You’ve put so much effort into landing this interview, what’s the final touch that will help you nail an offer? “In many cases, it boils down to what you don’t say,” asserts Joe Navarro (@Navarrotells), a business consultant, former FBI agent and author of “What Every BODY Is Saying.”
“Things like your handshake or how long you take to answer a question can make or break the deal,” he says. Follow these six strategies to walk away with an offer in hand.
Nail the first three seconds
You’ve heard it before, but it’s key: your interviewer will form an opinion of you within three to seven seconds—and a handshake is often a big part of that encounter. What’s key: Mirror the grip you receive while making good eye contact. Be sure your hand isn’t sweaty, or that your grasp isn’t too weak, or too strong. Bear in mind that handshakes, like all rituals, are cultural. In Utah, they have what’s called a Mormon handshake that’s firm and aggressive. In India and Vietnam, people tend to give what Westerners might consider “weak” or gentler handshakes. Mimic whatever you’re given—you’ll sense if it’s going to be weak or strong, prolonged or quick—just go with the flow, says Navarro.
Be a fast responder
You’ve heard the advice to do practice interviews with a friend. The logic here isn’t to come up with the right answers—most interviews will have a few surprises—but to become comfortable making quick, on-the-spot replies. Taking too long to answer a question can make you seem uncertain, not thoughtful. Not sure of an answer? Don’t scrunch up your face or fidget. Ask if you can come back to the question in a few minutes, after you’ve collected your thoughts.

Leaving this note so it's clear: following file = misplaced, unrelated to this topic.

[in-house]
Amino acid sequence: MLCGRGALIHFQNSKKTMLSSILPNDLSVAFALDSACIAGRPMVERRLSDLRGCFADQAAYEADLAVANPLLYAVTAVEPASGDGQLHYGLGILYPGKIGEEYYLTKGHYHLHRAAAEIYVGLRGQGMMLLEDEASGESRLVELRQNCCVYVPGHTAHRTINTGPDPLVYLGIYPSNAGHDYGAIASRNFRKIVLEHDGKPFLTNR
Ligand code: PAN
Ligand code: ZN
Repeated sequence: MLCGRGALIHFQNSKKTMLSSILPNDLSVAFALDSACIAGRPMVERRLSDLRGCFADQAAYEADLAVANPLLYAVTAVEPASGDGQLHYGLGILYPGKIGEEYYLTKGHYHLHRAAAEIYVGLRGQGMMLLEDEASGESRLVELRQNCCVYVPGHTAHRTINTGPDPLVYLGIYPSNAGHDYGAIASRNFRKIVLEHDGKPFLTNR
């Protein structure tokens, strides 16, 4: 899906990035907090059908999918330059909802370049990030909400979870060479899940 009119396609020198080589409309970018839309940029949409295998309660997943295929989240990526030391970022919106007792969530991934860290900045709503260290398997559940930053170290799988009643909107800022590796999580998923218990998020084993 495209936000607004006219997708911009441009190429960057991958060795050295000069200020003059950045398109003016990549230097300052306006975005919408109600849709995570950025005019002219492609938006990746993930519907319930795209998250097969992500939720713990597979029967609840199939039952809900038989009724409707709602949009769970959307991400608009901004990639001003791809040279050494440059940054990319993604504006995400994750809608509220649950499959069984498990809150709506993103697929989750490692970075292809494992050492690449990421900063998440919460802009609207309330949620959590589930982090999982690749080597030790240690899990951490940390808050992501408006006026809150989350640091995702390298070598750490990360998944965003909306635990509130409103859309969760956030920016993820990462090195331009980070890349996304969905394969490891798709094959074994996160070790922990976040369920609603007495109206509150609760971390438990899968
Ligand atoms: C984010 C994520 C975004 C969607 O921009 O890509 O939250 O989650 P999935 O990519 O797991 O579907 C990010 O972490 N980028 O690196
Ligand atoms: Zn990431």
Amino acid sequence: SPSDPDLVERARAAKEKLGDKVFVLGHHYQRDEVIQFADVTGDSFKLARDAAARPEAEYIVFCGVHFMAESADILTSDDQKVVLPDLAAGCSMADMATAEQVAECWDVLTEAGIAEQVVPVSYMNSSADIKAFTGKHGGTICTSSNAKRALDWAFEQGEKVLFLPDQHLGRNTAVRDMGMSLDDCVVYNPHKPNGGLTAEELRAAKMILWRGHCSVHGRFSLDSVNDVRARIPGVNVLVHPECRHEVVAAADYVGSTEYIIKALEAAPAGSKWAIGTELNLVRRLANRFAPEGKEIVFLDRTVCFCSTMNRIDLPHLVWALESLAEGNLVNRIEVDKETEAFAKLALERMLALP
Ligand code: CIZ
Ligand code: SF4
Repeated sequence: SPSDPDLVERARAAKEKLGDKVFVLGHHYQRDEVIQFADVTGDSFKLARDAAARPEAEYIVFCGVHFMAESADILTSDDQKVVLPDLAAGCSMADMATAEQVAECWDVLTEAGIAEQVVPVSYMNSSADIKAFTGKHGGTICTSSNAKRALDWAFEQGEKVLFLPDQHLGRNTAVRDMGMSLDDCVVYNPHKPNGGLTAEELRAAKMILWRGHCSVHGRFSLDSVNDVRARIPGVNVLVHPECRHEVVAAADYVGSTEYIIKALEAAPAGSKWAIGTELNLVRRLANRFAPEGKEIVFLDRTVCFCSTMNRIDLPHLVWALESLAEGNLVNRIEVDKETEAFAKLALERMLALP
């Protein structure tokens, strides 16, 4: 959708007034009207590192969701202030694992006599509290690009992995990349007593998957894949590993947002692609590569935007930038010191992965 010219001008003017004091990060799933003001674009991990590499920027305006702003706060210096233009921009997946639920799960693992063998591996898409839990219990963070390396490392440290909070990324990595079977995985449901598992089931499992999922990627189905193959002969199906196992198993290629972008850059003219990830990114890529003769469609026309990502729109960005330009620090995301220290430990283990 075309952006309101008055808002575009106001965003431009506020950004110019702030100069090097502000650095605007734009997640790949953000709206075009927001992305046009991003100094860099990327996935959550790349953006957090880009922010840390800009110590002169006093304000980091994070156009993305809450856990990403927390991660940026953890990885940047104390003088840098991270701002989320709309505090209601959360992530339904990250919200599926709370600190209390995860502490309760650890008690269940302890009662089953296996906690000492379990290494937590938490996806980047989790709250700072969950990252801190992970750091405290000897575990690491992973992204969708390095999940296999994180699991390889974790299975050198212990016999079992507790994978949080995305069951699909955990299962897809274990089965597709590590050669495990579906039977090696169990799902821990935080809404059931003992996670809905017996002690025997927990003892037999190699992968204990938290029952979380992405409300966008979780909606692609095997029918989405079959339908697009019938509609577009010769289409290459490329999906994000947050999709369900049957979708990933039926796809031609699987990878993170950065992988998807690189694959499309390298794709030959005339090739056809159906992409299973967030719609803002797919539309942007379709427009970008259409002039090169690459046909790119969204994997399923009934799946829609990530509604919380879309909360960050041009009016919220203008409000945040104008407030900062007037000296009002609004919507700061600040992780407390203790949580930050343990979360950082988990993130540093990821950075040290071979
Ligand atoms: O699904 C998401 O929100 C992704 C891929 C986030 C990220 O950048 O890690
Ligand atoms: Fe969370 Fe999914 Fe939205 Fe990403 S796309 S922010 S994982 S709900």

We all have certain habits when we’re nervous. If you’re aware of them beforehand (another reason to rehearse with a friend), you can head them off, and look like the poised pro you are. A few ticks to be aware of:
- Avoid frequently touching your neck, playing with jewelry or biting or compressing your lips. These gestures tell people you’re anxious.
- Ditto, slouching. Sit up and lean forward slightly—it’s the position that female newscasters take.
- Keep your eyes on the prize. In most cultures, only the business owner–or person in charge—is allowed to look wherever they want. As an interviewee, you’re in the hot seat, so keep your gaze fixed on the interviewer.
- Lower your register. Margaret Thatcher learned that she was taken more seriously when she used a slightly deeper voice. In this case, the squeaky wheel doesn’t get the grease.
- Use your hands to illustrate and emphasize your points. Studies suggest that gesturing and speaking are intricately linked—keep your hands still and you’re apt to communicate less effectively. You may think you do this automatically, but compared with men, women tend to gesture less. To see excellent body language in action, Navarro recommends watching Mary Callahan Erdoes, CEO of JP Morgan Asset Management.